Native to South Africa, Sand Rose thrive in high temperatures. If grown indoors, make sure it receives bright light throughout the day. It requires low to moderate watering. Let the soil dry completely between watering. 

11. Opuntia Santarita ‘Santa Rita Prickly Pear’

  • Botanical name: Opuntia santarita ‘Santa Rita Prickly Pear’
  • Common names: Purple Prickly Pear, Opuntia Santa-Rita

Native to New Mexico and Southern Arizona, Santa Rita Prickly Pear is an upright, succulent shrub with circular, thick pads that changes color depending on the season and temperature. 

During the summer months, the pads take on a soft, lavender color. In colder months, the colors deepen into dark purple. 

Santa Rita Prickly Pear grows up to five feet tall and five feet wide. It’s a hardy, hard-to-kill plant, but requires supplemental, monthly irrigation during the dry summer seasons. 

It thrives best under full sun and well-draining soil. 

12. Graptoveria ‘Debbie’

  • Botanical name: Graptopetalum amethystinum x Echeveria sp.
  • Common name: Graptoveria ‘Debbie’

Graptoveria ‘Debbie’ is a hybrid between Graptopetalum amethystinum and Echeveria sp. It comes in multiple shades of blue and purple, with the most common being dusty lavender.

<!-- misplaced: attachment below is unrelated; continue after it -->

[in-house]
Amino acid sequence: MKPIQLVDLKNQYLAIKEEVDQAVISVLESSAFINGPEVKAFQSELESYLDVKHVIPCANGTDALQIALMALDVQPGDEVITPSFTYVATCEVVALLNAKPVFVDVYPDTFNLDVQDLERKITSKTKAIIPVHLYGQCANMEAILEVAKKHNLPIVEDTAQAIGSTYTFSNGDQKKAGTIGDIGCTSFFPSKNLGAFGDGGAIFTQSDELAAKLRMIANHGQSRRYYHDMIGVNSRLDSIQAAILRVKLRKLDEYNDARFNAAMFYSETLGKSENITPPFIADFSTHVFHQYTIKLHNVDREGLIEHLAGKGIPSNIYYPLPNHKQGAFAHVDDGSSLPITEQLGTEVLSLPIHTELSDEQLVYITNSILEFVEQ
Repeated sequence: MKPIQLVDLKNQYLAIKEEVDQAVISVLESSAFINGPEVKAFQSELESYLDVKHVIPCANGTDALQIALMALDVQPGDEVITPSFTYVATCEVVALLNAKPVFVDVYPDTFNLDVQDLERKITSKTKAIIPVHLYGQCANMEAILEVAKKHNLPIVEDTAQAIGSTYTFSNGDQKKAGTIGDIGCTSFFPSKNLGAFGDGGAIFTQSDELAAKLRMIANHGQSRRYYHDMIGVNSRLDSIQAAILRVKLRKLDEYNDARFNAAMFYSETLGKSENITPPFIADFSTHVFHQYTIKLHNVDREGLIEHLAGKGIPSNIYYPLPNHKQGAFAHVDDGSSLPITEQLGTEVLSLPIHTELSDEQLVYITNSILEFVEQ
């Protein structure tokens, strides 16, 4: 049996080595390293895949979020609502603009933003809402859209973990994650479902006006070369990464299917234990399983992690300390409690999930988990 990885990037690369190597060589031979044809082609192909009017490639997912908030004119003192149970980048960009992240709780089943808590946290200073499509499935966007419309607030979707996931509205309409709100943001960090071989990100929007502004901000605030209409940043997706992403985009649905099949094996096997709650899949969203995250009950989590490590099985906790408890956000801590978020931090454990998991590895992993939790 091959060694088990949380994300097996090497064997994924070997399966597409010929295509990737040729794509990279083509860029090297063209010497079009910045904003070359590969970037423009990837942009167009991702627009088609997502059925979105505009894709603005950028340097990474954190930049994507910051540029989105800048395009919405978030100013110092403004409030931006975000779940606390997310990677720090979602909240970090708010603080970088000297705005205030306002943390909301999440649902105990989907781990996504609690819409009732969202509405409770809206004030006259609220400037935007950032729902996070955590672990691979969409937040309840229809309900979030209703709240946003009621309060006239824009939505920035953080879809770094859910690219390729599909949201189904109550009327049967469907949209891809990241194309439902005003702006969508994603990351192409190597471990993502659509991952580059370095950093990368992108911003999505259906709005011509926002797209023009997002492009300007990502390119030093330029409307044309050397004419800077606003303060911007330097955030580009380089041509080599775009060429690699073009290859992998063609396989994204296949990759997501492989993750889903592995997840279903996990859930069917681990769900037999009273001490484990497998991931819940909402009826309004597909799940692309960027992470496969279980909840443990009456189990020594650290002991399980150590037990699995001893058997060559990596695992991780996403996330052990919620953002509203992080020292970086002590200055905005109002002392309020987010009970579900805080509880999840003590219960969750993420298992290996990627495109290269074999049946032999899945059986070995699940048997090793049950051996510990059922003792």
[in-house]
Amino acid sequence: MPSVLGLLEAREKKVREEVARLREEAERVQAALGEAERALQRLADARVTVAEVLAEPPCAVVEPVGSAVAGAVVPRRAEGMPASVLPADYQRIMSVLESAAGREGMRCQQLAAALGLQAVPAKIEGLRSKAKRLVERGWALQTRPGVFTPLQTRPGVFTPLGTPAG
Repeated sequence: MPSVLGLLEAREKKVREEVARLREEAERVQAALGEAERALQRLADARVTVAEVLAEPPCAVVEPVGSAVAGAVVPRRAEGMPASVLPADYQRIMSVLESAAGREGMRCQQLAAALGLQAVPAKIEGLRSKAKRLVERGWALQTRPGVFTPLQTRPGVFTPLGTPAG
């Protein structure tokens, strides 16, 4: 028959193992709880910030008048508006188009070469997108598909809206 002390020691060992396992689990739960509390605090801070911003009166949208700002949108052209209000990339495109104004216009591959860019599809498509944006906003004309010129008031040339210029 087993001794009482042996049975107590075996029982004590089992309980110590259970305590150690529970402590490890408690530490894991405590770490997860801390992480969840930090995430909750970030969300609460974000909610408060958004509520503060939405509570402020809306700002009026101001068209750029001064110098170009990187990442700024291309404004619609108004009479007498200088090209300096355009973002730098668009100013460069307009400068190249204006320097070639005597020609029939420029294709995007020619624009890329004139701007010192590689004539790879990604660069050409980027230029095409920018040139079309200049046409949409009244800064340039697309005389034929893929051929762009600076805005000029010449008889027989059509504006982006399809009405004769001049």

During spring, Graptoveria ‘Debbie’ produces small apricot-like flowers that attract hummingbirds. 

Graptoveria ‘Debbie’ isn’t a cold-hardy plant, so if you live in an area that gets colder than 20°F, it’s best taken indoors. It does well in full to partial sun but requires at least six hours of sunlight to thrive. The longer it stays under full sunlight, the deeper its purple tone will become. 

13. Sempervivum ‘Purple Beauty’

Purple sempervivum
  • Botanical name: Sempervivum tectorum ‘Purple Beauty’
  • Common names: Sempervivum ‘Purple Beauty’, Hens & Chicks 

Sempervivum ‘Purple Beauty’ is a medium-sized succulent that features one large rosette called the “hen” and multiple smaller rosettes around the hen called “chicks” or “babies.” Depending on the season, the rosettes can take on a light soft-blue hue or a dark red-purple hue. 

Once well-established, Purple Beauty is drought-tolerant. It grows best in well-drained, graveling soil and full to partial sunlight. 

Like most Sempervivum plants, Purple Beauty is monocarpic. This means that it dies once it flowers. Don’t worry, though; one of the Chicks will quickly fill out the space left by the Hen and take over its place. 

Conclusion 

There you have it, folks; 13 of the most stunning purple succulents you can find today! 

Unless stated otherwise, these succulents share the same care method. Most of them thrive under full to partial sunlight and must be given at least four to six hours of sun a day. 

They don’t need much water, either; once every week or two will suffice. As for the soil, make sure it’s well-draining to prevent “Wet Feet” and root rot.